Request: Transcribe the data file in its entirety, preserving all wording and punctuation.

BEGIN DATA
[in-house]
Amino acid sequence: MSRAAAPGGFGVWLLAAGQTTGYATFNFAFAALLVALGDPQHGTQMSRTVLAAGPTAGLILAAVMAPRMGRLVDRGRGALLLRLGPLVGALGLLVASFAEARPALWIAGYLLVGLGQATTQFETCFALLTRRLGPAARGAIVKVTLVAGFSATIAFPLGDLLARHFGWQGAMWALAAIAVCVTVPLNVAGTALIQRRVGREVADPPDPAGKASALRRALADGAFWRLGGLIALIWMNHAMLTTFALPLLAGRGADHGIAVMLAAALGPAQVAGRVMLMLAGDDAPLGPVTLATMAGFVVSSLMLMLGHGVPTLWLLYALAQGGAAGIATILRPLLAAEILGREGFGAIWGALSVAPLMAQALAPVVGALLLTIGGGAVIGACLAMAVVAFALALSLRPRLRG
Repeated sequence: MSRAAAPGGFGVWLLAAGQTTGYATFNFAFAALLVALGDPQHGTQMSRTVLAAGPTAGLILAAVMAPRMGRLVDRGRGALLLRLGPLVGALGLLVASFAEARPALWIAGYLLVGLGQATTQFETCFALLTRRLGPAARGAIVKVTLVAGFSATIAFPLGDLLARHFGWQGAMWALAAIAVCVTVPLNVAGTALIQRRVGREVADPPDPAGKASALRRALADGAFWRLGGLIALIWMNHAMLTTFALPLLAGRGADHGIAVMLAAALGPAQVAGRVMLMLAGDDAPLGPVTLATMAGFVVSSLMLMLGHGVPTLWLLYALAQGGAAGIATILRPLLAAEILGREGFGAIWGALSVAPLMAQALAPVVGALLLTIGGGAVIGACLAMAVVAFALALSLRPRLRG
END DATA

[in-house]
Amino acid sequence: MSRAAAPGGFGVWLLAAGQTTGYATFNFAFAALLVALGDPQHGTQMSRTVLAAGPTAGLILAAVMAPRMGRLVDRGRGALLLRLGPLVGALGLLVASFAEARPALWIAGYLLVGLGQATTQFETCFALLTRRLGPAARGAIVKVTLVAGFSATIAFPLGDLLARHFGWQGAMWALAAIAVCVTVPLNVAGTALIQRRVGREVADPPDPAGKASALRRALADGAFWRLGGLIALIWMNHAMLTTFALPLLAGRGADHGIAVMLAAALGPAQVAGRVMLMLAGDDAPLGPVTLATMAGFVVSSLMLMLGHGVPTLWLLYALAQGGAAGIATILRPLLAAEILGREGFGAIWGALSVAPLMAQALAPVVGALLLTIGGGAVIGACLAMAVVAFALALSLRPRLRG
Repeated sequence: MSRAAAPGGFGVWLLAAGQTTGYATFNFAFAALLVALGDPQHGTQMSRTVLAAGPTAGLILAAVMAPRMGRLVDRGRGALLLRLGPLVGALGLLVASFAEARPALWIAGYLLVGLGQATTQFETCFALLTRRLGPAARGAIVKVTLVAGFSATIAFPLGDLLARHFGWQGAMWALAAIAVCVTVPLNVAGTALIQRRVGREVADPPDPAGKASALRRALADGAFWRLGGLIALIWMNHAMLTTFALPLLAGRGADHGIAVMLAAALGPAQVAGRVMLMLAGDDAPLGPVTLATMAGFVVSSLMLMLGHGVPTLWLLYALAQGGAAGIATILRPLLAAEILGREGFGAIWGALSVAPLMAQALAPVVGALLLTIGGGAVIGACLAMAVVAFALALSLRPRLRG